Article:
Exclusive: New DC 'Ame-Comi' Art, Plus An Interview With Writers Jimmy Palmiotti and Justin Gray!

They've been one of the most popular lines of DC collectibles, but now they have a comic series and universe all their own: DC's "Ame-Comi Girls" features a female-centric version of the DCU blended with all the energy and excitement of an action manga. A DC Digital First, new installments are available every Monday at the DC Digital store.

On September 10, a landmark chapter will be released, with all five of the lead superheroines teaming up for the beginning of a brand-new story arc. MTV Geek caught up with "Ame-Comi" writers Jimmy Palmiotti and Justin Gray to discuss where the series is headed next. Plus: some exclusive art to feast your eyes on!

MTV Geek: How did you get involved with the "Ame-Comi" titles?

Justin Gray: Roughly over two years ago we were asked for our take on the "Ame-Comi" characters and told the format would be digital exclusive. Both ideas were immediately exciting in content and how the story would be delivered. I think it is safe to say we were drawn to the freedom of working outside existing continuity.

Jimmy Palmiotti:  That and the idea that we could take just about every female character in the DC universe and team them together was a fun challenge. I have never seen anything like this happen before and being offered to become part of it and the digital format was too good to pass up.

Geek: Since the comics are based on a line of collectibles, did you have to create their world, backgrounds, and personalities from scratch?

JG: Some of it was preexisting and we tweaked it here and there. In other cases we branched out in different directions. We wanted to create an entry point to these characters that could appeal to a wide audience and yet felt familiar enough to keep long-time fans interested. Part of the beauty of building these characters was overcoming the preconception that the book would be nothing more than an excuse to show hyper-sexualized variants of the DC Universe’s super heroines.

JP: The crew working on the collectibles had some awesome ideas and we did some world building in the process. We also got the green light to create some new characters and to take this bunch to places the regular books haven’t gone before. For us, the personalities are the key to writing these characters and giving them different voices allows us to explore some interesting story ideas in the process.

Geek: What is it like writing a series of comics where only the female characters are superheroes?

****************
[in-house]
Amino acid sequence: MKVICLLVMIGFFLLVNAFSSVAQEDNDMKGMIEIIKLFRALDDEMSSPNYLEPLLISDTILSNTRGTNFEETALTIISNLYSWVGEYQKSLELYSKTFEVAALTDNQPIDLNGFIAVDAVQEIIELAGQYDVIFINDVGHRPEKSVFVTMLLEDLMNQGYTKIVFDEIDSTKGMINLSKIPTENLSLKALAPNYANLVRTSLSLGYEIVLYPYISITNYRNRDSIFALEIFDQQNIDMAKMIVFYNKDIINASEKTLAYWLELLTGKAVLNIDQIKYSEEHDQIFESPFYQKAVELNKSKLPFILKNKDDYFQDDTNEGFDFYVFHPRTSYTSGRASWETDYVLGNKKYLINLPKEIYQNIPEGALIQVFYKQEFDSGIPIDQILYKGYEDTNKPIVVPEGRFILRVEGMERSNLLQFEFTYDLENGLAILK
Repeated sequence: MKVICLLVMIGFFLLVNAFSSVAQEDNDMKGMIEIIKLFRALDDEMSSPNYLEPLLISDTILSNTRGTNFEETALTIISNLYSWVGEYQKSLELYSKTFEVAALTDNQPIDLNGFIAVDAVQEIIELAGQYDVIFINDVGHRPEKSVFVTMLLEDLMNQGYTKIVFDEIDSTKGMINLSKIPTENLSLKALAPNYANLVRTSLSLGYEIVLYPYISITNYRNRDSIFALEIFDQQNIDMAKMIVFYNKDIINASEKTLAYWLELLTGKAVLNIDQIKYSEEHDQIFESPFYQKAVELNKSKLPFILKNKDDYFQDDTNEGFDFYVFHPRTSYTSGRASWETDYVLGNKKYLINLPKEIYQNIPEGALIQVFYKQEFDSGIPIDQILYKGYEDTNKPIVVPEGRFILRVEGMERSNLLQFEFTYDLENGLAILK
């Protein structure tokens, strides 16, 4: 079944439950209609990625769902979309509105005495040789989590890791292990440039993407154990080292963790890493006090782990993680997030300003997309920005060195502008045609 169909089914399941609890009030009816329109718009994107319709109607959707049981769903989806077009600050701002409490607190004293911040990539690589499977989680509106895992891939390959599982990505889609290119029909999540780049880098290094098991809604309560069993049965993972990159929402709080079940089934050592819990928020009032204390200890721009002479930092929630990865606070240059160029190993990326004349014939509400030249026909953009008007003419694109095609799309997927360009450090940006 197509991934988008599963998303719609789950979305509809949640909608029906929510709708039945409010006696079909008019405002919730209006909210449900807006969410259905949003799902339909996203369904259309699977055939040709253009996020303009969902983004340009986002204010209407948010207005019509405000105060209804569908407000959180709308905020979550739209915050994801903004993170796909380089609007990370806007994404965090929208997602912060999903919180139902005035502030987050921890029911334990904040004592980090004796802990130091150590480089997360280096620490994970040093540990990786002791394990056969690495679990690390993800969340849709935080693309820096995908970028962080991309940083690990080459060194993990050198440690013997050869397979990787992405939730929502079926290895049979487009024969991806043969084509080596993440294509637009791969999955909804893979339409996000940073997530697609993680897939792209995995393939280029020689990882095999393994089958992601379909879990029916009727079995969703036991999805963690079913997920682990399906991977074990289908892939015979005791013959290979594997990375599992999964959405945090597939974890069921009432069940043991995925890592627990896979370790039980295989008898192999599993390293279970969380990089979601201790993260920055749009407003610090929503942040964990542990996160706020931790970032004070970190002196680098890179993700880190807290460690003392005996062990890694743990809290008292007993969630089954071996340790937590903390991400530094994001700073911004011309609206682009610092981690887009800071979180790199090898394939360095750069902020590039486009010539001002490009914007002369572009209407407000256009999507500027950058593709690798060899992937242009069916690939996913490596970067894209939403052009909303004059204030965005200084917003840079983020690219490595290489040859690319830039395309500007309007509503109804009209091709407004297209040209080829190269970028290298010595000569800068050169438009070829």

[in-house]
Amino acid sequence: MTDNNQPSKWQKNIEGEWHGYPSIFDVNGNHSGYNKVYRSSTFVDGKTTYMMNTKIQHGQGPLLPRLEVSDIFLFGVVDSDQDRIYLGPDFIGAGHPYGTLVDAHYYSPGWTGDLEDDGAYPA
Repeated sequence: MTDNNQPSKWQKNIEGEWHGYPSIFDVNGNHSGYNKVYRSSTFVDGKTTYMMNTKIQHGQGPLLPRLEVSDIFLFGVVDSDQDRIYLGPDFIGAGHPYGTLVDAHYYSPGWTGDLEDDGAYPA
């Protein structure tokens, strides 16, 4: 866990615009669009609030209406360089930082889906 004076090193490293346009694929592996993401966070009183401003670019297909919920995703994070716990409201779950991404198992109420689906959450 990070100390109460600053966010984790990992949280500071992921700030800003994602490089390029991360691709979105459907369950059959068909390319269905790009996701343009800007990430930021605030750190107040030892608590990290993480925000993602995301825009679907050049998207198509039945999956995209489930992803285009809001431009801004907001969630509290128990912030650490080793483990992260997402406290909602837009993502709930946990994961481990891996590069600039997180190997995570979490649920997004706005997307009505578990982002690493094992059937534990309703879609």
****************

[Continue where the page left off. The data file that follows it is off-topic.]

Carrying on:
JG: Part of the idea was trying to see the world from a different perspective. Obviously there are problem solving techniques and psychological differences between men and women. It’s the difference you can see between the way boys and girls resolve conflict. When boys resort to establishing physical dominance over each other. Girls tend to be more psychological in their approach, but because everyone is different we tried to cover as many personality types as possible. That’s all behind the camera stuff though. The fun is in the world and the things we can do with Ame-Comi that we can’t do in the main line.

JP: We have a lot of experience writing female characters and understand that this world will be a little different on some levels and embrace the concept with pen arms. Overall, we try to get across to the reader that we understand who they are and how they fit into the world we created and go from there. The key words here for us are fun and excitement. Anyone that has been following the series gets the humor of what we do, but also understands that we can flip a switch and make this an earth-shattering event at the same time. I find the most interesting parts of the series are when the characters are themselves and interact between them. A lot of the attitude the Powergirl series with Amanda Conner had is present here.

Geek: Have you tried to incorporate an anime/manga vibe to the comics?

JG: I think that’s a mistake a lot of anime or manga inspired American made comics make. You can do much more with the artwork, but a lot of true manga and anime fans scoff at western attempts to capture the same flavor. Our purpose was to tell enjoyable stories about hyper real characters in a hyper real world. We did think about ways to present humor, action and science fiction that mirrored some of those sensibilities.

JP: Not in the storytelling so much, but some of the artists are using some style nods here and there that work just fine.

Geek: In this newest installment, the story that has been steadily building through the various solo titles is about to come to a head. Can you give us a preview of what we might expect when the various Ame-Comi supreheroines come together to have their epic clash of the titans?